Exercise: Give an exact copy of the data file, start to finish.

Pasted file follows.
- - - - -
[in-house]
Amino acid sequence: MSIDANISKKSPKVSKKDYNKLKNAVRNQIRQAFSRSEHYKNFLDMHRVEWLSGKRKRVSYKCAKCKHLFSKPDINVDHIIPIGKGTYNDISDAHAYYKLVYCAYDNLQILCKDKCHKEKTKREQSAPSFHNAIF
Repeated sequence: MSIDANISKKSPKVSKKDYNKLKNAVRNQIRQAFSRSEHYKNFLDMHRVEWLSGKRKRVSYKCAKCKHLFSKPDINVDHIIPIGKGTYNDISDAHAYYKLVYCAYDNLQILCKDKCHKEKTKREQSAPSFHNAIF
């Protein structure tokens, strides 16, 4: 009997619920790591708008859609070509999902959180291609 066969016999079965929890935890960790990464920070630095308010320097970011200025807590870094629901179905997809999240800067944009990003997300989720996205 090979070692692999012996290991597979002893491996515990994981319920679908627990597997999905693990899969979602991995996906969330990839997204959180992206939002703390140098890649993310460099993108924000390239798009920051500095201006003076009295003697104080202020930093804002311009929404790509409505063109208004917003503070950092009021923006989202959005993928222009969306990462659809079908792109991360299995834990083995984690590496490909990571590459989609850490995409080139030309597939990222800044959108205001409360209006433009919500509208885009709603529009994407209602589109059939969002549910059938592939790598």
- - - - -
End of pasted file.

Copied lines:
[in-house]
Amino acid sequence: MSIDANISKKSPKVSKKDYNKLKNAVRNQIRQAFSRSEHYKNFLDMHRVEWLSGKRKRVSYKCAKCKHLFSKPDINVDHIIPIGKGTYNDISDAHAYYKLVYCAYDNLQILCKDKCHKEKTKREQSAPSFHNAIF
Repeated sequence: MSIDANISKKSPKVSKKDYNKLKNAVRNQIRQAFSRSEHYKNFLDMHRVEWLSGKRKRVSYKCAKCKHLFSKPDINVDHIIPIGKGTYNDISDAHAYYKLVYCAYDNLQILCKDKCHKEKTKREQSAPSFHNAIF
């Protein structure tokens, strides 16, 4: 009997619920790591708008859609070509999902959180291609 066969016999079965929890935890960790990464920070630095308010320097970011200025807590870094629901179905997809999240800067944009990003997300989720996205 090979070692692999012996290991597979002893491996515990994981319920679908627990597997999905693990899969979602991995996906969330990839997204959180992206939002703390140098890649993310460099993108924000390239798009920051500095201006003076009295003697104080202020930093804002311009929404790509409505063109208004917003503070950092009021923006989202959005993928222009969306990462659809079908792109991360299995834990083995984690590496490909990571590459989609850490995409080139030309597939990222800044959108205001409360209006433009919500509208885009709603529009994407209602589109059939969002549910059938592939790598």